Clinical psychologists Sue Knowles and Bridie Gallagher discuss what anxiety is and how, although it can sometimes feel unbearable for many people, we actually need our anxiety to make our lives work. Their article has been adapted from their new book, My Anxiety Handbook: Getting Back on Track, which provides young people with guidance on how to recognise and manage anxiety’s difficulties.
Anxiety is what happens when our bodies think we are under threat. It’s a feeling that most people describe as unpleasant, but the physical sensations can actually be very similar to feelings of excitement. The difference when we’re anxious is that we also have anxious thoughts or interpret the feeling as “bad”. Other words that are commonly used to describe feeling anxious are “nervous”, “fearful” or “worried”.
Everyone responds a little differently when they are anxious. Some people feel anxiety mostly in their body with sensations in their stomach, chest and even sometimes their arms and legs. Other people might say that anxiety is “in their head” because the main thing they notice is that their thoughts go very fast. These things happen in our body and our mind because when our body notices a “threat”, it responds in the way that it has since we were living in caves. Back then, we were threatened by predators and worried about being clubbed to death by other cavemen. Now, we might be more worried about exams and feel threatened by new groups of people. So, in the way that is has for eons, your brain uses the information collected by your eyes and ears to detect threats in your environment and, without consulting you, releases a number of chemicals that have immediate effects on both your body and the way you think.
These chemicals affect your breathing, your digestion, heart rate, blood flow and muscle tension. The aim is to make you ready to get very far away from the threat quickly (flight), kick the hell out of that caveman (fight) or pretend you are dead so he goes away and leaves you alone (freeze). So, your heart rate and breathing speed up, your blood flows away from you internal organs and towards your arms and legs so they are ready for action. The unintended consequences can be that you feel tense and a bit sick, or get butterflies in your stomach. You could start to sweat and feel light-headed or a bit dizzy, even though you might be sitting still. All these reactions are clever ways ways of your brain helping you to be ready and prepared to manage threat. However, as threats have changed significantly since this threat system evolved, these reactions are not as useful as they once were. If we don’t understand what our body is doing, then these reactions themselves can cause even more anxiety.
Some people feel anxious every day; other people only feel anxious occasionally. Some people’s brains will kick off the chemical reactions much more easily than others. We think, from looking at the research, that this can be because they were either born with a sensitive threat system or because they have had more difficult and stressful experiences, or both. There are lots of individual differences, but what we know is that everyone experiences anxiety.
When we are anxious, several things happen to the way we think. It becomes easier to think of negative rather than positive outcomes, we get stuck on “what if” questions, and our thinking brain shuts down and our threat brain (focused solely on survival) takes over. This means that we struggle to use the bits of our brains that usually would help us to solve problems and see the wider context, because these bits are offline whilst we manage the threat. This is a really effective way of dealing with physical threats that were common for cavemen, but it does not serve us so well in complex social situations that we find ourselves in now.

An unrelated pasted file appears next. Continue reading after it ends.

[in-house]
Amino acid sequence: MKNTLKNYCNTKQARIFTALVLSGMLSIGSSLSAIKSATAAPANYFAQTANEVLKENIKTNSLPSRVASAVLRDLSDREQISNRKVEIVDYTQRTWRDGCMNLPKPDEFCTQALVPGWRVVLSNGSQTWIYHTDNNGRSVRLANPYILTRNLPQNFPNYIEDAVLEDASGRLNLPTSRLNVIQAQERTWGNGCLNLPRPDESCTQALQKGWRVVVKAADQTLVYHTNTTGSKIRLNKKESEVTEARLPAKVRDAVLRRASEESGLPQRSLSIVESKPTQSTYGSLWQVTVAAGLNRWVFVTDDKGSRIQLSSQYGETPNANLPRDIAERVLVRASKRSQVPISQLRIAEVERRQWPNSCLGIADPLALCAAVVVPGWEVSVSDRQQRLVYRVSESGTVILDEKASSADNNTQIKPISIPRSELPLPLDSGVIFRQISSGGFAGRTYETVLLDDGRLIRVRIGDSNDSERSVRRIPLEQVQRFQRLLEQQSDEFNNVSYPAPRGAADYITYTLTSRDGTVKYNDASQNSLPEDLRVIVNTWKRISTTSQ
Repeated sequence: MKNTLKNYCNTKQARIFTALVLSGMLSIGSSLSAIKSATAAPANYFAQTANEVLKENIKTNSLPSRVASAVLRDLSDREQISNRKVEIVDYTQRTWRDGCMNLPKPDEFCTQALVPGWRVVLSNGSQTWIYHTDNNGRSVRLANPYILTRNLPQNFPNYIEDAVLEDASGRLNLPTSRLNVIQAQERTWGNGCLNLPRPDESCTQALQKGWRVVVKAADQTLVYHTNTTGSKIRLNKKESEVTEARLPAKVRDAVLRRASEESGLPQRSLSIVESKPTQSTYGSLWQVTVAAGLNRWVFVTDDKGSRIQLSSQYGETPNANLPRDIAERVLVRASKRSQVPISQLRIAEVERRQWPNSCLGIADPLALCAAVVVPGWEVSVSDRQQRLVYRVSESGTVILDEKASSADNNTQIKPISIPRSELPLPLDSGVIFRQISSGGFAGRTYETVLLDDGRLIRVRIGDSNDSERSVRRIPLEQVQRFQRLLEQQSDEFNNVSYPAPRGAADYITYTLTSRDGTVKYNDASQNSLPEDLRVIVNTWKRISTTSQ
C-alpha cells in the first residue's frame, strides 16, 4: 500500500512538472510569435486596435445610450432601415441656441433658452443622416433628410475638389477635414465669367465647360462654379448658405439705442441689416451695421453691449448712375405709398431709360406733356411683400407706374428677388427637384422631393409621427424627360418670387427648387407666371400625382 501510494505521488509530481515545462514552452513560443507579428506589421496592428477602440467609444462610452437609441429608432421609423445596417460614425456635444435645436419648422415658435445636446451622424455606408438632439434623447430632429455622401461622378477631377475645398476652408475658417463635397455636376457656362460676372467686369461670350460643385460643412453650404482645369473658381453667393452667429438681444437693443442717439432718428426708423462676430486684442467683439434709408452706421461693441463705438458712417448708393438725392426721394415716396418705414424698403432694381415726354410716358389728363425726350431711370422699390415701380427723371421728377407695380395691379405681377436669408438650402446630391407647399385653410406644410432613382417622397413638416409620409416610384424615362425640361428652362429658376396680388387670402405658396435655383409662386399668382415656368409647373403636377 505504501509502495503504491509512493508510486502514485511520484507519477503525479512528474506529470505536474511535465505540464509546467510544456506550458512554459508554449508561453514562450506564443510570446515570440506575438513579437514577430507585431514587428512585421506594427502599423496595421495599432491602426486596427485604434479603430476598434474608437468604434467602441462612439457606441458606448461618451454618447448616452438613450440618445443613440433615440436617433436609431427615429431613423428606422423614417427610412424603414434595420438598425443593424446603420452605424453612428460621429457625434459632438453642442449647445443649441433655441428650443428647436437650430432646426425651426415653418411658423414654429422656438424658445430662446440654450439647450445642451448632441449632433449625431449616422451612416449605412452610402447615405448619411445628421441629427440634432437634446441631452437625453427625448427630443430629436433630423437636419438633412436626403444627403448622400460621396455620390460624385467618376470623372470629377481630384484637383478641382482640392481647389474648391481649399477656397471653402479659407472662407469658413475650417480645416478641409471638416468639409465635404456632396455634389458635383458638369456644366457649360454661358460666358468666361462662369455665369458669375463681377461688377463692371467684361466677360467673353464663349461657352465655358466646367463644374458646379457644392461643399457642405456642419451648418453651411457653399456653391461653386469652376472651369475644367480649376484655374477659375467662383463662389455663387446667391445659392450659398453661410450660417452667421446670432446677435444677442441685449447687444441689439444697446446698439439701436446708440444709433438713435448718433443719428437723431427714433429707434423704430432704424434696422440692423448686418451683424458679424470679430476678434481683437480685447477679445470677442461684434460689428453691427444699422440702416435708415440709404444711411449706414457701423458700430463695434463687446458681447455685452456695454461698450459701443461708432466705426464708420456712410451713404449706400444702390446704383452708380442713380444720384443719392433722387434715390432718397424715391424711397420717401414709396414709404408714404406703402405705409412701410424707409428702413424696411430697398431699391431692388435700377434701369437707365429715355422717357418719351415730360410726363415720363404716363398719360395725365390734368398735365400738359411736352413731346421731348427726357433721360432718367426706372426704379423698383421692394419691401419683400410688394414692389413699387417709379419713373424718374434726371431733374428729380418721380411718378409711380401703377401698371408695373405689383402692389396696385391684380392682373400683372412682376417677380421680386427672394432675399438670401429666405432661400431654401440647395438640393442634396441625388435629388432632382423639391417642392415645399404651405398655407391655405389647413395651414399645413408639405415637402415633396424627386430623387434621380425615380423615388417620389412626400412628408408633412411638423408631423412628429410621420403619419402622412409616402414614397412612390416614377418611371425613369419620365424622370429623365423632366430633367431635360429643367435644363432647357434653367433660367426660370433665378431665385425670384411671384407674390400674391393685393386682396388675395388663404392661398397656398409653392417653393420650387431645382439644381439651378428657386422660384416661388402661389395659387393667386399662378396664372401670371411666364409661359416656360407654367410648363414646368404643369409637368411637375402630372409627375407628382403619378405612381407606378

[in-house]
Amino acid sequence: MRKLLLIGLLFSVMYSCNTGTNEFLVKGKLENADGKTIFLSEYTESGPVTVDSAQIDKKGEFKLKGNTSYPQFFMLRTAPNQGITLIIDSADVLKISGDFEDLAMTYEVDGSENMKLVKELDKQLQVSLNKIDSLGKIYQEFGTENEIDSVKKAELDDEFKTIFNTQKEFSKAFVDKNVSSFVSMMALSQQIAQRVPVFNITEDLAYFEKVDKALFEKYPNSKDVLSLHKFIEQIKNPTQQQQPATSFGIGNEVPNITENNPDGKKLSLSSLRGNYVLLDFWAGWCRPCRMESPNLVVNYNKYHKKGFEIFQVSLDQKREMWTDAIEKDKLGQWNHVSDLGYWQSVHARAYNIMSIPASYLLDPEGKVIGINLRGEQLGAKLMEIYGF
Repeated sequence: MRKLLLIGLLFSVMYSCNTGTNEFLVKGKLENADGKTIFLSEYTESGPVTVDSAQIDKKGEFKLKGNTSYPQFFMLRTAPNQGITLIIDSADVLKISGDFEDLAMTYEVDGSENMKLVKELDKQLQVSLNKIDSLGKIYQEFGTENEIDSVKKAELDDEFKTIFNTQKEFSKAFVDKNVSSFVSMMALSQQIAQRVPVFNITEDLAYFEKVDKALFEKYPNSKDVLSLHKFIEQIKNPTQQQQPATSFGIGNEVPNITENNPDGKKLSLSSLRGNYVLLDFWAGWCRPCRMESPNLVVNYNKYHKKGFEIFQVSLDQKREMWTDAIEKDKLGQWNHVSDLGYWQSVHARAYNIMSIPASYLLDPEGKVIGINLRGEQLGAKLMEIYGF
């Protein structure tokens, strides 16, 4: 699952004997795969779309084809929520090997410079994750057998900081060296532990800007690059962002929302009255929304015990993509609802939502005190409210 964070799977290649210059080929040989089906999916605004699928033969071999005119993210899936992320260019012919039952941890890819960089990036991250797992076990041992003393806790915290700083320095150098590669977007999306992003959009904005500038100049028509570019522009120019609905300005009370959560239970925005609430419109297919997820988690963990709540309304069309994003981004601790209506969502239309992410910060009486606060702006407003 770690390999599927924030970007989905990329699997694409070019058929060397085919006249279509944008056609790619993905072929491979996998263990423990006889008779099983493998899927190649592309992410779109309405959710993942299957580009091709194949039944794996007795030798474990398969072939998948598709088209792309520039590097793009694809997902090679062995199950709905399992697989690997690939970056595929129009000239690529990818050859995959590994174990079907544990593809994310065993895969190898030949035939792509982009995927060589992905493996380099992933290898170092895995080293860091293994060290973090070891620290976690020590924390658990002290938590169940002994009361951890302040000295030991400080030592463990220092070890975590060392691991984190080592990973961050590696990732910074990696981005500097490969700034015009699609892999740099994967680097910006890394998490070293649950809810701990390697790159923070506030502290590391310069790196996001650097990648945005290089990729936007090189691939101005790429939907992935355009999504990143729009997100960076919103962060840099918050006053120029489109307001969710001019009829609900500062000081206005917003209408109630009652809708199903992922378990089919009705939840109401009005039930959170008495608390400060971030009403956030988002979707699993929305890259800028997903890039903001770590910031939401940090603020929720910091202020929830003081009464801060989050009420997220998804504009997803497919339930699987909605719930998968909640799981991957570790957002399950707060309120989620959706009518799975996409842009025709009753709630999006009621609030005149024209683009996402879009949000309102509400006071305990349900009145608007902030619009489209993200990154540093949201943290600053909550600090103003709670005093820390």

That said, we wouldn’t want to be entirely without anxiety. This may sound silly, especially if anxiety is making your life miserable, however it is important to remember that anxiety is useful and we wouldn’t want to be without it. We developed flight, fight and freeze for a very good reason and although we now have more complex worries and things to be scared of, we still need our anxiety to make our lives work.
Imagine if parents didn’t feel anxious about their new baby? Dads might not bother to baby-proof the house, mums might not bother to check that the car seats are attached properly. None of these things work out very well for the baby.
Worrying about exams might be stressful, but is it worse than not worrying about exams? If we didn’t have any anxiety about the future, then we would probably just sit and eat ice-cream rather than revising. After all, which is more fun and pleasant?
In our new book, we do not aim to rid you of your anxiety. This might sound like a blissful idea, but we really think that your anxiety is an important and useful part of your life. It might just need some understanding, and maybe some taming, to make sure it is helping more than it is causing you problems. We aim to provide you with information and young people’s stories that will help you to better understand your anxiety and where it might come from, and to explain a number of different approaches and strategies to help you to feel more in control of your anxiety. The ideas that we have included come from research studies, our experiences of working with young people, and the experiences of young people and what they have found helpful.
Use code MAH for a 10% discount when you order this book from our website before the 10th February.
If you would like to read more articles like Sue and Bridie’s and hear the latest news and offers on our Mental Health books, why not join our mailing list? We can send information by email or post as you prefer. You can unsubscribe at any time.